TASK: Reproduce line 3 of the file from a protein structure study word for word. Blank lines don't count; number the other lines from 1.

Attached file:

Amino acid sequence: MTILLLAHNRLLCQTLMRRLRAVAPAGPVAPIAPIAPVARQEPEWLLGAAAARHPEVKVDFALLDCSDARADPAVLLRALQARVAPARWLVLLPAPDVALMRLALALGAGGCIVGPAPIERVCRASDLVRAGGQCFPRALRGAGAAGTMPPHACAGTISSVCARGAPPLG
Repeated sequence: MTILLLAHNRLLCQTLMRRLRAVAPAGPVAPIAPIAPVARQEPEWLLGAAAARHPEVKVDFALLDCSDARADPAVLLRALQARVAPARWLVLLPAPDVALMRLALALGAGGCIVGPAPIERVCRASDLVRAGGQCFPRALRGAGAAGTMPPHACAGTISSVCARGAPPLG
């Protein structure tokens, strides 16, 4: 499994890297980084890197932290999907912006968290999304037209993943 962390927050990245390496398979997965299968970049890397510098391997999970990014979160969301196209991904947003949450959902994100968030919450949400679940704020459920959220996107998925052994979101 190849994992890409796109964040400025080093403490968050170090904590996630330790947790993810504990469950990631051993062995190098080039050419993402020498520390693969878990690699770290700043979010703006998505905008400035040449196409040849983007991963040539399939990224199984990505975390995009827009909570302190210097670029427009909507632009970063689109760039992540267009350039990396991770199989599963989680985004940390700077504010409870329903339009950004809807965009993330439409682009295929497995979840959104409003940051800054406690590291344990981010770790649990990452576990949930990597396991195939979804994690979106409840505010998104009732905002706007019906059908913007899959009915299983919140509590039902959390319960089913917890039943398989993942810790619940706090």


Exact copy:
């Protein structure tokens, strides 16, 4: 499994890297980084890197932290999907912006968290999304037209993943 962390927050990245390496398979997965299968970049890397510098391997999970990014979160969301196209991904947003949450959902994100968030919450949400679940704020459920959220996107998925052994979101 190849994992890409796109964040400025080093403490968050170090904590996630330790947790993810504990469950990631051993062995190098080039050419993402020498520390693969878990690699770290700043979010703006998505905008400035040449196409040849983007991963040539399939990224199984990505975390995009827009909570302190210097670029427009909507632009970063689109760039992540267009350039990396991770199989599963989680985004940390700077504010409870329903339009950004809807965009993330439409682009295929497995979840959104409003940051800054406690590291344990981010770790649990990452576990949930990597396991195939979804994690979106409840505010998104009732905002706007019906059908913007899959009915299983919140509590039902959390319960089913917890039943398989993942810790619940706090």